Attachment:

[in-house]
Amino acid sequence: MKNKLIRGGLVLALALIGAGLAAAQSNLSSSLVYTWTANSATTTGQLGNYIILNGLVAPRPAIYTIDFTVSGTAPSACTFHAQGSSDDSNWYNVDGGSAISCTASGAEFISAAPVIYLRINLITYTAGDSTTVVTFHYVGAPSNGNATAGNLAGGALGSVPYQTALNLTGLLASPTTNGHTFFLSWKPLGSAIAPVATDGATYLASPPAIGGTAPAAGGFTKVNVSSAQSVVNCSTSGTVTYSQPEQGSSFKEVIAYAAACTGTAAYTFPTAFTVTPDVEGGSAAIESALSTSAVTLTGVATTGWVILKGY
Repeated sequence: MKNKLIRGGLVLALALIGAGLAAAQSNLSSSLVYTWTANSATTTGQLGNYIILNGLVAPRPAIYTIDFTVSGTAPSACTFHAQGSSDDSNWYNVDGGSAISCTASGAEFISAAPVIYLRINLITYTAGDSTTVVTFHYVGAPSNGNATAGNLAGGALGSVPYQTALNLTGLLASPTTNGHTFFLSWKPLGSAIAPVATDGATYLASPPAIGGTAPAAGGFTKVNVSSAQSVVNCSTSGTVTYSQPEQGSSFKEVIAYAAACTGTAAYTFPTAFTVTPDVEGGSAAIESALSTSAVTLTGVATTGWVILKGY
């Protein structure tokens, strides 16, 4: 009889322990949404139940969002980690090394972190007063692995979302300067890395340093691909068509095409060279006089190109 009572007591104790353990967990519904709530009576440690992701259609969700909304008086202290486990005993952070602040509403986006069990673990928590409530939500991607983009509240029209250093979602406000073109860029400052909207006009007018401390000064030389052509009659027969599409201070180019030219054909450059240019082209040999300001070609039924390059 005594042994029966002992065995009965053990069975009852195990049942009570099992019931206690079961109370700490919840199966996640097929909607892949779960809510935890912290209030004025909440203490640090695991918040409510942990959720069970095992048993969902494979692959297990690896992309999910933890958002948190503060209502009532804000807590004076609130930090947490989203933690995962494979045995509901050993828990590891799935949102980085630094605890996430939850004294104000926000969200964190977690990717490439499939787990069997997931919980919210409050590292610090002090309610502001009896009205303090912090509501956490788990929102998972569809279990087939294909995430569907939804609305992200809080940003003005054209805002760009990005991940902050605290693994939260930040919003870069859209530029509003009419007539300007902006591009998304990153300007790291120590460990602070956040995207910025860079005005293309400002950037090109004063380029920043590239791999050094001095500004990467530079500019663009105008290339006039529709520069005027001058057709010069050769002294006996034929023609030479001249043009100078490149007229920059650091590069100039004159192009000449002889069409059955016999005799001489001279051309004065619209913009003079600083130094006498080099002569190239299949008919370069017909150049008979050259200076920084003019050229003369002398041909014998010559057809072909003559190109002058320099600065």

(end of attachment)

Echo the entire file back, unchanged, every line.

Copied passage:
[in-house]
Amino acid sequence: MKNKLIRGGLVLALALIGAGLAAAQSNLSSSLVYTWTANSATTTGQLGNYIILNGLVAPRPAIYTIDFTVSGTAPSACTFHAQGSSDDSNWYNVDGGSAISCTASGAEFISAAPVIYLRINLITYTAGDSTTVVTFHYVGAPSNGNATAGNLAGGALGSVPYQTALNLTGLLASPTTNGHTFFLSWKPLGSAIAPVATDGATYLASPPAIGGTAPAAGGFTKVNVSSAQSVVNCSTSGTVTYSQPEQGSSFKEVIAYAAACTGTAAYTFPTAFTVTPDVEGGSAAIESALSTSAVTLTGVATTGWVILKGY
Repeated sequence: MKNKLIRGGLVLALALIGAGLAAAQSNLSSSLVYTWTANSATTTGQLGNYIILNGLVAPRPAIYTIDFTVSGTAPSACTFHAQGSSDDSNWYNVDGGSAISCTASGAEFISAAPVIYLRINLITYTAGDSTTVVTFHYVGAPSNGNATAGNLAGGALGSVPYQTALNLTGLLASPTTNGHTFFLSWKPLGSAIAPVATDGATYLASPPAIGGTAPAAGGFTKVNVSSAQSVVNCSTSGTVTYSQPEQGSSFKEVIAYAAACTGTAAYTFPTAFTVTPDVEGGSAAIESALSTSAVTLTGVATTGWVILKGY
């Protein structure tokens, strides 16, 4: 009889322990949404139940969002980690090394972190007063692995979302300067890395340093691909068509095409060279006089190109 009572007591104790353990967990519904709530009576440690992701259609969700909304008086202290486990005993952070602040509403986006069990673990928590409530939500991607983009509240029209250093979602406000073109860029400052909207006009007018401390000064030389052509009659027969599409201070180019030219054909450059240019082209040999300001070609039924390059 005594042994029966002992065995009965053990069975009852195990049942009570099992019931206690079961109370700490919840199966996640097929909607892949779960809510935890912290209030004025909440203490640090695991918040409510942990959720069970095992048993969902494979692959297990690896992309999910933890958002948190503060209502009532804000807590004076609130930090947490989203933690995962494979045995509901050993828990590891799935949102980085630094605890996430939850004294104000926000969200964190977690990717490439499939787990069997997931919980919210409050590292610090002090309610502001009896009205303090912090509501956490788990929102998972569809279990087939294909995430569907939804609305992200809080940003003005054209805002760009990005991940902050605290693994939260930040919003870069859209530029509003009419007539300007902006591009998304990153300007790291120590460990602070956040995207910025860079005005293309400002950037090109004063380029920043590239791999050094001095500004990467530079500019663009105008290339006039529709520069005027001058057709010069050769002294006996034929023609030479001249043009100078490149007229920059650091590069100039004159192009000449002889069409059955016999005799001489001279051309004065619209913009003079600083130094006498080099002569190239299949008919370069017909150049008979050259200076920084003019050229003369002398041909014998010559057809072909003559190109002058320099600065």